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Reading into the Bible

December 28, 2012

I listened to a message at church the other day, and the preacher pointed out that when it comes to the Christmas story the Bible doesn’t actually tell us much. We tend to “read into” the story stuff that is not there. For example, when talking about Mary and Joseph returning to Bethlehem for the census, how many of us picture Mary riding on a donkey? That’s not actually in the Bible. We mentally picture Mary laying Jesus in the manger, surrounded by animals. Those animals are also not mentioned.

These are little things, but it got me wondering. Where else do we “read into” the text stuff that is not actually there? A good example is found from passages in Romans 8:29 and in Ephesians 1:5. People read these passages and then extrapolate that God “looked down the tunnel of time” and saw who would choose Him. Then, based on that information, God “chose us.” But the text doesn’t say any of that. Another example is from Isaiah 14:12. People who read the King James see the name “Lucifer” and immediately extrapolate from there that this passage is talking about Satan’s fall from heaven. But the Bible doesn’t actually say that. This passage is about the King of Babylon and has nothing to do with Satan. The more recent translations leave out the word “Lucifer” and translate the text more literally.

One more example is found in Hebrews 6:1-9. People read this and extrapolate that it is talking about Christians losing their salvation. However, when one carefully reads the verses, he or she will notice that verses 1-3 use the pronouns “us” and “we.” Verses 4-6 use the pronouns “they” and “them.” Verses 7-8 make an analogy. Then verse 9 shifts back to the pronoun “we” again. The text is telling us that if there is someone who claimed to be saved and came in and shared in the joy of the Lord and the peace and celebration, but then fell away, true Christians should not waste their time trying to bring them back into the Kingdom again. They were never truly saved to begin with. It should be pointed out that Judas Iscariot was one of the 12 that went out and performed healings when Jesus sent out the disciples. He clearly shared in the joy of the Lord and even performed miracles in Jesus’ name. But when he realized that Jesus was not going to overthrow the Roman Government he turned around and betrayed Jesus. No one bothered to try and bring him back into the fold again. He was clearly not saved.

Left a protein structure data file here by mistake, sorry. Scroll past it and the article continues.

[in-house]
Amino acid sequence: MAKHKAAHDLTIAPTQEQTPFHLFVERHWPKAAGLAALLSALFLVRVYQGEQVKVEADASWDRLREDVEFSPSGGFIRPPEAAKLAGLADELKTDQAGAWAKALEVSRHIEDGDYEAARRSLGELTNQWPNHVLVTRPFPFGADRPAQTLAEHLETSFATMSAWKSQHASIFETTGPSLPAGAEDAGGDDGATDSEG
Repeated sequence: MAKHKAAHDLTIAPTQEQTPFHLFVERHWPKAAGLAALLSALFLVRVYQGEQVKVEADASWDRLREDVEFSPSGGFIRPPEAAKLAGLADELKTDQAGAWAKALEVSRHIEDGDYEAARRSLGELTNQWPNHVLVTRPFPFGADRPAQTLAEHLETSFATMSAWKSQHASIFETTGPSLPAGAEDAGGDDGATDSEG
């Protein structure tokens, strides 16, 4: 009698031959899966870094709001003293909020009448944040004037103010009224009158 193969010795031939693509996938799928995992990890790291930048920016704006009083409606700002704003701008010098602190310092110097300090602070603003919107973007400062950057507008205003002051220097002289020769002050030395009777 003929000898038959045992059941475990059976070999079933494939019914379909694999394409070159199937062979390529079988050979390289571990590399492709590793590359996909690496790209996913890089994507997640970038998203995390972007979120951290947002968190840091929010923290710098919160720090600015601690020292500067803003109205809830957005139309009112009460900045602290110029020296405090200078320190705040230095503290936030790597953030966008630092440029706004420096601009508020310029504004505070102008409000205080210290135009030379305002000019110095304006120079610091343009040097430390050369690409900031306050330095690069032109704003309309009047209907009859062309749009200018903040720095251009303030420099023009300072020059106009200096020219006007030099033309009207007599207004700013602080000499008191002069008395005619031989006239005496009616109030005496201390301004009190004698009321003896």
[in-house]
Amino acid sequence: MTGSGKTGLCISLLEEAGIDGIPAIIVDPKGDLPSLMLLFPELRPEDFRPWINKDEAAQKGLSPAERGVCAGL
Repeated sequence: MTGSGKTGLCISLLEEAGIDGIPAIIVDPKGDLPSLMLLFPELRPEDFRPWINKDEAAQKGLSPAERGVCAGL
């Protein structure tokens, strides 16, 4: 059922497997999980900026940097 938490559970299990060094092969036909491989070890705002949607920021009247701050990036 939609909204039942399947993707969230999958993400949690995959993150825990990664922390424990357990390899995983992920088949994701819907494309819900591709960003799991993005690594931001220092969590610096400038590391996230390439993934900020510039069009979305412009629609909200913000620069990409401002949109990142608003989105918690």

The point here is that we are admonished to “rightly divide the word of truth” (see 2 Timothy 2:15). This means that we must always be careful to read exactly what the text says, and be careful not to insert into the text the things we assume it says, or things we have heard other people say it says, etc… We should all be like the Bereans from Acts 17:11, who listened to the preaching of the apostles and then went to examine the Scriptures to double check what they’d heard.  They did not just take someone’s word for it. They checked it out for themselves, and they were commended for it.

Reading the Bible daily is something that all Christians should do. And as they read their Bibles daily they must be careful not to add into the text things that aren’t there. Likewise they should not take out of the text things that are there.  The Bible is a unified whole, even though it was written by about 40 different people in different countries over a period of 1600 or more years. One Scripture should not be pulled out and used to make a point when there are other Scriptures that clarify the meaning of the one. The nature of the Bible is such that information is sprinkled everywhere. Good Bible interpretation rules say that one should use clear texts within the Bible to help clarify a less clear text within the Bible. To pull a couple of verses out to prove a point when other Scriptures clearly mitigate that meaning is not good Bible interpretation. This is why the only good practice is to read the entire Bible, and not just pieces and parts of it. It is impossible to rightly divide the Word when one knows only a portion of that word.

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